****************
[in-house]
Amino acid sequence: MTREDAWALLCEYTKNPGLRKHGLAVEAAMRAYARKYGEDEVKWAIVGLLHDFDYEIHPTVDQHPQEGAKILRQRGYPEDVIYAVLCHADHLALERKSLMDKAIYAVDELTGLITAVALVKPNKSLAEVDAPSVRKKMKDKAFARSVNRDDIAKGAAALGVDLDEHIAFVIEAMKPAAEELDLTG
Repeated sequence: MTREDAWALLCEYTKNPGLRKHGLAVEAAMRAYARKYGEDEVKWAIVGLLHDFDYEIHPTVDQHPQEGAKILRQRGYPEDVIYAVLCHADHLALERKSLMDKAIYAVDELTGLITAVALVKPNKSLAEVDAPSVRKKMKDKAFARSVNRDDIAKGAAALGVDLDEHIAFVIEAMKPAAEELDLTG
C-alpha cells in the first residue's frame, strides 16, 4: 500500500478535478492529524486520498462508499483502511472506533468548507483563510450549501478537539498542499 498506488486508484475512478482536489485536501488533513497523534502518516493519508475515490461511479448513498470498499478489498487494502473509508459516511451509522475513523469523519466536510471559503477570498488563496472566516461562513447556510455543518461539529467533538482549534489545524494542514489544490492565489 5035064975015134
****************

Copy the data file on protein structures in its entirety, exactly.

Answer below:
[in-house]
Amino acid sequence: MTREDAWALLCEYTKNPGLRKHGLAVEAAMRAYARKYGEDEVKWAIVGLLHDFDYEIHPTVDQHPQEGAKILRQRGYPEDVIYAVLCHADHLALERKSLMDKAIYAVDELTGLITAVALVKPNKSLAEVDAPSVRKKMKDKAFARSVNRDDIAKGAAALGVDLDEHIAFVIEAMKPAAEELDLTG
Repeated sequence: MTREDAWALLCEYTKNPGLRKHGLAVEAAMRAYARKYGEDEVKWAIVGLLHDFDYEIHPTVDQHPQEGAKILRQRGYPEDVIYAVLCHADHLALERKSLMDKAIYAVDELTGLITAVALVKPNKSLAEVDAPSVRKKMKDKAFARSVNRDDIAKGAAALGVDLDEHIAFVIEAMKPAAEELDLTG
C-alpha cells in the first residue's frame, strides 16, 4: 500500500478535478492529524486520498462508499483502511472506533468548507483563510450549501478537539498542499 498506488486508484475512478482536489485536501488533513497523534502518516493519508475515490461511479448513498470498499478489498487494502473509508459516511451509522475513523469523519466536510471559503477570498488563496472566516461562513447556510455543518461539529467533538482549534489545524494542514489544490492565489 5035064975015134